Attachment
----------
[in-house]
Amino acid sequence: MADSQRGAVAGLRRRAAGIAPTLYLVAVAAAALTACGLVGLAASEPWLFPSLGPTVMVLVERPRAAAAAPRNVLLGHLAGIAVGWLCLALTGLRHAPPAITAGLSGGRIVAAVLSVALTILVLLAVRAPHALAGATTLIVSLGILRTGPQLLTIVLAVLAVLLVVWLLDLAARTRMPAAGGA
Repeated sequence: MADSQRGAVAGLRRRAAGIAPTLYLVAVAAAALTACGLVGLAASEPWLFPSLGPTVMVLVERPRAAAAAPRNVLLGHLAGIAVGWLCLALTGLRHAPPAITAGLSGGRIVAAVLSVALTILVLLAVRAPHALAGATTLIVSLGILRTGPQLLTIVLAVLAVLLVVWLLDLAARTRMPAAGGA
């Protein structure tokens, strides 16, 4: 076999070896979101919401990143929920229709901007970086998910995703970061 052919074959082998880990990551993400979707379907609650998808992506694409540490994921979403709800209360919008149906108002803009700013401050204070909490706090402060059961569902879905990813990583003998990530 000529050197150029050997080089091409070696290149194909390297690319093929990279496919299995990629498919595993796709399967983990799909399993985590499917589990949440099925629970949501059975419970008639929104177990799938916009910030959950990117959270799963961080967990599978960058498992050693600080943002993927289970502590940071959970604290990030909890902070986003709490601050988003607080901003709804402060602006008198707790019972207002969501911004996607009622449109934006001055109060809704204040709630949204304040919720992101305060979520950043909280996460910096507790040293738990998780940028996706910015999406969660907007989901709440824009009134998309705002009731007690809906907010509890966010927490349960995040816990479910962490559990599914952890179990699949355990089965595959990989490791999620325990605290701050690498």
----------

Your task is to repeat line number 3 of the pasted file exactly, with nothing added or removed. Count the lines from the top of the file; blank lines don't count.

Repeated sequence: MADSQRGAVAGLRRRAAGIAPTLYLVAVAAAALTACGLVGLAASEPWLFPSLGPTVMVLVERPRAAAAAPRNVLLGHLAGIAVGWLCLALTGLRHAPPAITAGLSGGRIVAAVLSVALTILVLLAVRAPHALAGATTLIVSLGILRTGPQLLTIVLAVLAVLLVVWLLDLAARTRMPAAGGA